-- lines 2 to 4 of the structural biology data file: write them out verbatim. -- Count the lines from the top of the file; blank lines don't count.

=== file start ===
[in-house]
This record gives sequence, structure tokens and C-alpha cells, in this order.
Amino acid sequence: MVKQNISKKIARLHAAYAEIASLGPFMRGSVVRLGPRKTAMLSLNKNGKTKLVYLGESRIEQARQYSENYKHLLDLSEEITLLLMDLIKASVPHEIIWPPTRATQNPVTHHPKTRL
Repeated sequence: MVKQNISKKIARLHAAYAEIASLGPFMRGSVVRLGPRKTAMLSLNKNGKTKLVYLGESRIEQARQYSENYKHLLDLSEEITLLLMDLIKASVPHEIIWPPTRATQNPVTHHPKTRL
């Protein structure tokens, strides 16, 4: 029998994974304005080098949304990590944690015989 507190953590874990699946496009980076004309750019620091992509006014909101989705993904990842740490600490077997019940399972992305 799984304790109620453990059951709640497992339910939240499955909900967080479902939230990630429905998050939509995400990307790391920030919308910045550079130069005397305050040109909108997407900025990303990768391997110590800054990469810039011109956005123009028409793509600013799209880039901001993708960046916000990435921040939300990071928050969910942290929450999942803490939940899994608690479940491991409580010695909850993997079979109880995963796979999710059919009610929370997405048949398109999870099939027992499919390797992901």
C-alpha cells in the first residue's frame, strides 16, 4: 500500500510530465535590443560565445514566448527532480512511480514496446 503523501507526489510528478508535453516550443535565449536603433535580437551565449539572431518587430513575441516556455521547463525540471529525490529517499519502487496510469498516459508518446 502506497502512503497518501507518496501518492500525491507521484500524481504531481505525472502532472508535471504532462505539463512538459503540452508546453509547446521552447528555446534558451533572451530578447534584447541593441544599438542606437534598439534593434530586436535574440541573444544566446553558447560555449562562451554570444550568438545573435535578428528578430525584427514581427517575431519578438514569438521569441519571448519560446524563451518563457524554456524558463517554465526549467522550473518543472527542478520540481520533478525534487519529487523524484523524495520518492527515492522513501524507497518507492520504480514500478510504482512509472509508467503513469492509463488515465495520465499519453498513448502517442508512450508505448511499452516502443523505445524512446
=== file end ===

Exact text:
This record gives sequence, structure tokens and C-alpha cells, in this order.
Amino acid sequence: MVKQNISKKIARLHAAYAEIASLGPFMRGSVVRLGPRKTAMLSLNKNGKTKLVYLGESRIEQARQYSENYKHLLDLSEEITLLLMDLIKASVPHEIIWPPTRATQNPVTHHPKTRL
Repeated sequence: MVKQNISKKIARLHAAYAEIASLGPFMRGSVVRLGPRKTAMLSLNKNGKTKLVYLGESRIEQARQYSENYKHLLDLSEEITLLLMDLIKASVPHEIIWPPTRATQNPVTHHPKTRL